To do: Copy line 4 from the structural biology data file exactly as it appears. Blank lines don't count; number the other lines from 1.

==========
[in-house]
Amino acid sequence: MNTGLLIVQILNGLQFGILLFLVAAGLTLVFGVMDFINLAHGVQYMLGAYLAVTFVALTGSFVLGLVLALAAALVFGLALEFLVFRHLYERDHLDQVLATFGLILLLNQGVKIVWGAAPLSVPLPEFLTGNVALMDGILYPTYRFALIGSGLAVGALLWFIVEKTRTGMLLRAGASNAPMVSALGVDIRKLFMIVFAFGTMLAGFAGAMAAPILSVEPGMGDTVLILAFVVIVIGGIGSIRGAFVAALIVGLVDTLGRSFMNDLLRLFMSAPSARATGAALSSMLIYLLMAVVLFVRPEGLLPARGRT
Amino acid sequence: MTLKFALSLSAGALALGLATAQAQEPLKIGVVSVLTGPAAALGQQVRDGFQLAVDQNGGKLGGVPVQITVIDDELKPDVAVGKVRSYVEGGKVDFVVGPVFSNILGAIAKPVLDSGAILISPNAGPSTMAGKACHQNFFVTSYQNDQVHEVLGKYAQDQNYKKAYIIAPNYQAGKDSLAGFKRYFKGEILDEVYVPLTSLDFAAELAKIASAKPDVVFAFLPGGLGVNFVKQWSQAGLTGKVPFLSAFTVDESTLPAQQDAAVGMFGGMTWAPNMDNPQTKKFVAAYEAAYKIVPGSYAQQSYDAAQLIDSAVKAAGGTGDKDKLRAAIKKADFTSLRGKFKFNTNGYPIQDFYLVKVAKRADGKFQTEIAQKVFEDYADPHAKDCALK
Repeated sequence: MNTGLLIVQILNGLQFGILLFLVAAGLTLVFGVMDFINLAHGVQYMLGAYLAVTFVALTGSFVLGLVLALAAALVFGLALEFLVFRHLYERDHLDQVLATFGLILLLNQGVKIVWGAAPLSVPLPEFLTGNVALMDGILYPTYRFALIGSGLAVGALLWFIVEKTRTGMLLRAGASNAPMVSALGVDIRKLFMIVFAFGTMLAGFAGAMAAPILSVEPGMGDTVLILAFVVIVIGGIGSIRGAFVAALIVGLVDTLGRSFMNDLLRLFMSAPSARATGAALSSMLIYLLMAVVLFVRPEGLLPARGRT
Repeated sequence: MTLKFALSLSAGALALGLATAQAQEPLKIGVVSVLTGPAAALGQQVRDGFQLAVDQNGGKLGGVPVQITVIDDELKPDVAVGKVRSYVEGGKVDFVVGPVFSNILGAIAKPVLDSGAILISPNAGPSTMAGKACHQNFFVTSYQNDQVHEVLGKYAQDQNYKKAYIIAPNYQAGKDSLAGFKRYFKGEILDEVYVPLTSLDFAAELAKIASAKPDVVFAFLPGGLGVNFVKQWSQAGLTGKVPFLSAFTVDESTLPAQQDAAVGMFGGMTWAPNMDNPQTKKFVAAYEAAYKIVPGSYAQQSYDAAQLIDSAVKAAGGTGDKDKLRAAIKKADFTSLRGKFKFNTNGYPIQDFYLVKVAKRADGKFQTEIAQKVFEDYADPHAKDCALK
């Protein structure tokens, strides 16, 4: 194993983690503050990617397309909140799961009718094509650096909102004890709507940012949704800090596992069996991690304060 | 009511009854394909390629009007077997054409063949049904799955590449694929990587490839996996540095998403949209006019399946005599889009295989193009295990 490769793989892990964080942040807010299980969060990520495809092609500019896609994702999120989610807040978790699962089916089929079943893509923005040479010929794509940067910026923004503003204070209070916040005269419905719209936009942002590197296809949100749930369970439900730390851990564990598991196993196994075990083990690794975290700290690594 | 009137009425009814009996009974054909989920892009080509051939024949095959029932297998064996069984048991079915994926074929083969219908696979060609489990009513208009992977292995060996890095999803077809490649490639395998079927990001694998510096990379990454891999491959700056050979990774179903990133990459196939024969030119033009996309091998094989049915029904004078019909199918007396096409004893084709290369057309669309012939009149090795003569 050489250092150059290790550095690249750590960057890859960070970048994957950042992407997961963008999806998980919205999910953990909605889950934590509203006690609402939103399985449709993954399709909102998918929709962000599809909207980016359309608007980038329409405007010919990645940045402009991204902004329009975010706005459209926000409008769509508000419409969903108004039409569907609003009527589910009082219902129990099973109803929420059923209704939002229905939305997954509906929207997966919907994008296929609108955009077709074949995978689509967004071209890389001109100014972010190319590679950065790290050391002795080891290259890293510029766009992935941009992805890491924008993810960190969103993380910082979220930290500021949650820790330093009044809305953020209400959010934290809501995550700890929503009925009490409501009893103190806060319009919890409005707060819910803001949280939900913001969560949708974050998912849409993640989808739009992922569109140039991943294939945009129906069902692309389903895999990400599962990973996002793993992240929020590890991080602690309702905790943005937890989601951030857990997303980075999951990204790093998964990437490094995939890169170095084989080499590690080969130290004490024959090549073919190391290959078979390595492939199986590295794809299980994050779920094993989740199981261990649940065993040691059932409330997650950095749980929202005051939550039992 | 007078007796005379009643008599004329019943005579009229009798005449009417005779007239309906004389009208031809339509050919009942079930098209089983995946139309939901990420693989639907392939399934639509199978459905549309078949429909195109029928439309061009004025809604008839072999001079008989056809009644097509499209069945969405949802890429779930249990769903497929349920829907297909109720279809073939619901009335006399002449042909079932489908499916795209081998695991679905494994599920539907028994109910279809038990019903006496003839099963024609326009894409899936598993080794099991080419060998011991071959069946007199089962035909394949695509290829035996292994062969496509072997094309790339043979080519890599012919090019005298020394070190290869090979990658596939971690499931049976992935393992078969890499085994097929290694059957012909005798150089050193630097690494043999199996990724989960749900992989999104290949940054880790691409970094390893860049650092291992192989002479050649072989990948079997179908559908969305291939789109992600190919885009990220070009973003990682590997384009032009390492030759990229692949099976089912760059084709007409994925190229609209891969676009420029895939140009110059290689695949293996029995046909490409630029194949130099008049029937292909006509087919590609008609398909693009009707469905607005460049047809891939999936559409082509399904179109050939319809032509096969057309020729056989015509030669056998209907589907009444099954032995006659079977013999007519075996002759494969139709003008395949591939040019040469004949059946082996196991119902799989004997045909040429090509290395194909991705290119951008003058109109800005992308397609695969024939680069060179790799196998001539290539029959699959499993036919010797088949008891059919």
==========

Repeated sequence: MNTGLLIVQILNGLQFGILLFLVAAGLTLVFGVMDFINLAHGVQYMLGAYLAVTFVALTGSFVLGLVLALAAALVFGLALEFLVFRHLYERDHLDQVLATFGLILLLNQGVKIVWGAAPLSVPLPEFLTGNVALMDGILYPTYRFALIGSGLAVGALLWFIVEKTRTGMLLRAGASNAPMVSALGVDIRKLFMIVFAFGTMLAGFAGAMAAPILSVEPGMGDTVLILAFVVIVIGGIGSIRGAFVAALIVGLVDTLGRSFMNDLLRLFMSAPSARATGAALSSMLIYLLMAVVLFVRPEGLLPARGRT